Negotiations progressed well into the fall with the Colonel getting a call from RCA executive WW bullock on October 28 (One day after this letter Steve Sholes wrote) with a "final" offer of $25,000. The Colonel reportedly received the same offer from Ahmet Ertegun at Atlantic Records. The final deal was brokered by the Colonel on November 15 from his Madison Tennessee office. In the end RCA assented and Sam Phillips got every penny he asked for. On November 21 a summit convened at Sun in Memphis to make the historic deal official - Colonel Parker and his assistant Tom Diskin came in from Madison, RCA representatives H. Coleman Tily and Steve Sholes flew down from New York and RCA field representatives Sam Esgro and Jim Crudgington also made their way to Memphis. Awaiting this contingent were Sam Phillips, Bob Neal, Gladys and Vernon Presley and, of course Elvis Presley himself. "DOUBLE DEALS HURL PRESLEY INTO STARDOM" went the Billboard headline.
This contract meant many things to many people. For Sam Phillips, for whom the decision was by far the toughest, it meant financial solvency. His little label was finally back in the black and through the deal had acquired a reputation that promised to draw talent, and the resources to develop and promote that talent. The magnificent array of artists that followed Elvis through the doors of Sun is perhaps the greatest testament to the wisdom of Phillips choice: Carl Perkins, Jerry Lee Lewis, Johnny Cash, Roy Orbison, Charlie Rich. For RCA it was a tremendous gamble. They had just paid a unprecedented amount of money to sign a twenty year old kid (Vernon had to sign the contract because Elvis was still a minor at the time.) who had never dented the pop charts.
For Elvis Presley it was a fulfilment of a dream. The poor boy from Tupelo who had watched movies and imagined himself in them, who had read comic books and made himself the hero, was now on the cusp of realizing his every ambition, even if some would later wonder how Faustian price his incredible success was attained. But as much as the ramifications of this document meant for Sam Phillips or RCA or even Elvis Presley himself - and its impact cannot be overstated on each count - it pales in comparison to what it meant for the country and its culture. When RCA paid $35,000 for Elvis Presley's contract it sent a message. That the largest of all record companies believed that a rock and roll performer could become as broad - based a star as Frank Sinatra. Before the RCA deal Elvis had been marketed as a country performer: He had won country music awards, his records had performed best on the country charts and he toured almost exclusively with country performers, such as on the Hank Snow Jamboree. But the sheer size of RCA's investment necessitated that Elvis be promoted as an all market performer - country, pop and rhythm and blues. And at least initially, RCA pushed Elvis into all of these markets without attempting to alter the sound or instrumentation that he used at Sun.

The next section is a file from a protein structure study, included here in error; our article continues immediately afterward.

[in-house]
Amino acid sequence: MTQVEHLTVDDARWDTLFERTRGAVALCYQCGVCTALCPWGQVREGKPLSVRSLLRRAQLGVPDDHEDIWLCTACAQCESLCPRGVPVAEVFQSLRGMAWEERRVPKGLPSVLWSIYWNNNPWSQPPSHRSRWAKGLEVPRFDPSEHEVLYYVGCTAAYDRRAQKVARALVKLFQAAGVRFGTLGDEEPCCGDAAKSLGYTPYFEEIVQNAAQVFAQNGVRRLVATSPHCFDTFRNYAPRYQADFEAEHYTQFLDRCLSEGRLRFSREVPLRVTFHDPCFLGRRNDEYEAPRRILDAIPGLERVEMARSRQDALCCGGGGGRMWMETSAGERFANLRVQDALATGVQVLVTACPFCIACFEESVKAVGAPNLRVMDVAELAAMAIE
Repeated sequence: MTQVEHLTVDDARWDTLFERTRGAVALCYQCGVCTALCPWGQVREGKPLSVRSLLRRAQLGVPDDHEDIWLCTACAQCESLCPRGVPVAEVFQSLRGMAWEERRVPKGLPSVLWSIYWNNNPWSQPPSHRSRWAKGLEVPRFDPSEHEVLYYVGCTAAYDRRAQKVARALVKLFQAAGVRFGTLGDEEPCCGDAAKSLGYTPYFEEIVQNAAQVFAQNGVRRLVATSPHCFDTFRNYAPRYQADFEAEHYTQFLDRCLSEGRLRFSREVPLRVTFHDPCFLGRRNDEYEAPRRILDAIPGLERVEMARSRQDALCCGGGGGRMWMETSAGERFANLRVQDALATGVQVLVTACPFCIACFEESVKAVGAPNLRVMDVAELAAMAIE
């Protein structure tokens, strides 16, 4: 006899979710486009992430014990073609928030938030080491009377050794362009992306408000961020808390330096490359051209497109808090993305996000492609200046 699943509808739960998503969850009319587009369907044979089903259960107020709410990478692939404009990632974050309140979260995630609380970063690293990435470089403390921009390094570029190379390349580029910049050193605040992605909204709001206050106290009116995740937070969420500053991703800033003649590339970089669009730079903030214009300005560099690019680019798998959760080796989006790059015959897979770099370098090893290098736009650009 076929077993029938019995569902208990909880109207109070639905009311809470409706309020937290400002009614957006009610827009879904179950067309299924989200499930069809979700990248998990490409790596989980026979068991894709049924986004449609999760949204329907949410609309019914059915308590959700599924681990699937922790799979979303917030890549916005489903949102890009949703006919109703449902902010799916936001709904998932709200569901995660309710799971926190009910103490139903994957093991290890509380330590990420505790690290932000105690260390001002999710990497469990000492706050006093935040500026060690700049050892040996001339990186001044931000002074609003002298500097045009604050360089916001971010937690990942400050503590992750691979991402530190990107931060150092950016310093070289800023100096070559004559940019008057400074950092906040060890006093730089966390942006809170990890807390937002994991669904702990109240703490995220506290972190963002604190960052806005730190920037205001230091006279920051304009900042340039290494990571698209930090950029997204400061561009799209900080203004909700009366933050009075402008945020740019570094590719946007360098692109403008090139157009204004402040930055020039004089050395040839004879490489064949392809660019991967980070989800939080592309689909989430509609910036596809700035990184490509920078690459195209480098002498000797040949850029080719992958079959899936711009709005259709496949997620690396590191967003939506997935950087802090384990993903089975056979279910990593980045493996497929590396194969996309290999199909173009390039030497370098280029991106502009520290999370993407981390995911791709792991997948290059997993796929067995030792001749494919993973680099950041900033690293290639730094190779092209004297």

The invisible republic at the heart of Elvis' musical vision (remember the now immortal words spoken by the teenage boy upon first entering Sun Records: "I sing all kinds.") had been an artistic fact from the very beginning - the uniting of black and white city and country, urbane sophistication and proletarian vitality. But the exposure granted by RCA made it a commercial fact as well. The democratic impulse behind rock and roll that had secretly manifested itself in the south for years was becoming a marketplace reality across the country and post - war youth culture with a surfeit of discretionary income had the buying power to turn this subculture into mass, and Elvis into a star. Before it may have seemed unlikely in a nation so divided that the many tributaries of American music, and the cultures they represented, could come together in one music and one man (though Elvis surely wasn't the only one making these connections tangible). It may have seemed unlikely that followers of Jimmie Rodgers and Nat King Cole, of Dean Martin and Ray Charles could so easily find common ground. The rise of Elvis Presley as a pop culture hero, perhaps no less than the Brown v. the Board of Education decision a year earlier, signaled a fundamental turn in American culture. The rest was history, and not just music history. This is its foundation.